Andy Coulson says he told David Cameron that his role as the Conservatives' communications chief would not guarantee the party would get support from his former newspaper, the News Of The World.
Giving evidence to the Leveson Inquiry, the tabloid's ex-editor said he explained to Mr Cameron and George Osborne that his background at News International would not ensure backing for the Tories.
"I do remember explaining that my News International background should not therefore be seen as some sort of guarantee of the support of either of those papers (the News Of The World and its sister paper The Sun)," Mr Coulson said.
The 44-year-old was appointed as the Tories' communications director in July 2007 and then took up a similar role in Downing Street when Mr Cameron became prime minister after the general election in May 2010.
Mr Coulson resigned from his job as Mr Cameron's spin doctor last year following the phone hacking scandal which overshadowed his role at No.10.
His testimony was the first time he has spoken publicly since being arrested by Scotland Yard on suspicion of phone hacking and corruption last July. He was bailed and has not been charged.
Mr Coulson was editor of the News Of The World (NOTW) when its former royal editor Clive Goodman was jailed for phone hacking, though Mr Coulson has always denied he knew it was going on at his paper.
The Government has admitted that, "given what we now know about the extent of phone hacking at the NOTW", Mr Coulson should not have been hired by Mr Cameron in the first place.
Mr Coulson described his relationship with News Corporation chief Rupert Murdoch - his boss while editor - as "warm and supportive".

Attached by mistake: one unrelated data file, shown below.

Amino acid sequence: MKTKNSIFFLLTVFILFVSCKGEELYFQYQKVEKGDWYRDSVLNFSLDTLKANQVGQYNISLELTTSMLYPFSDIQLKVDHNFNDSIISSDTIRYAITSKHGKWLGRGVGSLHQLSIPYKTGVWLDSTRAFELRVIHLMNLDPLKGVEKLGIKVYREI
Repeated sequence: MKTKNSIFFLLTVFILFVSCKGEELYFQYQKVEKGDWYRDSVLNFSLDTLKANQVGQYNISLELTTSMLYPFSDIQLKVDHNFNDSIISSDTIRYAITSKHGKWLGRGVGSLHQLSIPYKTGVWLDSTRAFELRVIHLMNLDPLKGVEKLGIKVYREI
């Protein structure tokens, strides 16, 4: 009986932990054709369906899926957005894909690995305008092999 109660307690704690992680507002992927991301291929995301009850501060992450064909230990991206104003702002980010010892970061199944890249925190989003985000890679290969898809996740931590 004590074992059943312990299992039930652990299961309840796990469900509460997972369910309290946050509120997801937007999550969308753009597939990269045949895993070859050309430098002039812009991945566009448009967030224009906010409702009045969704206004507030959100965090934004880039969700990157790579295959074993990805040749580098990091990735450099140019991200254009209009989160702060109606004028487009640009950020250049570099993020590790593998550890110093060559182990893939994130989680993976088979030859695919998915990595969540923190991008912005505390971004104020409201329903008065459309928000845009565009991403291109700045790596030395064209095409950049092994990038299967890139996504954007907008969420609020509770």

He told the inquiry Mr Murdoch would often call him on a Saturday night ahead of the NOTW's publication, but then would sometimes not make contact for several months.
He said he "enjoyed working in his company", but said he did not want to "overplay" their closeness.
Mr Coulson went on to dismiss rumours that he kept a potentially explosive diary of his time in the job.
But he did say there were "notes that I would take in the course of my work both in opposition and in Government".
Mr Coulson said he still considered Rebekah Brooks - one-time editor of the NOTW and The Sun, and latterly chief executive of News International - as a friend, but added: "We haven't spoken for a while for obvious reasons."
He said Mr Cameron had a "family connection" with Mrs Brooks.
"She was his constituent. Charlie Brooks is a constituent of his, so they lived relatively close to his constituency home but there was, I think, a fairly long historic family connection."
Mrs Brooks, 43, is to give evidence at the inquiry on Friday.
She has twice been arrested and bailed by Scotland Yard detectives investigating allegations of phone hacking. She has not been charged.
Mrs Brooks is one of the biggest media players in Britain and good friend of prime ministers past and present - Lord Justice Leveson has already heard she hosted a Christmas dinner at her country home where Mr Cameron discussed the takeover of BSkyB with James Murdoch .
A new book claims that until recently Mrs Brooks and Mr Cameron regularly exchanged text messages, and some political commentators believe the next couple of days at the Leveson inquiry could be very damaging for the Prime Minister.
Political columnist Peter Oborne told Sky News: "If there was a suggestion that Downing Street was doing a commercial favour for News International or News Corp then the future of David Cameron inside Number 10 would come into question."
Mr Cameron and other senior political figures will give their own evidence to the inquiry in due course, but there is no doubt they will be paying very close attention to what is said at the Royal Courts of Justice this week.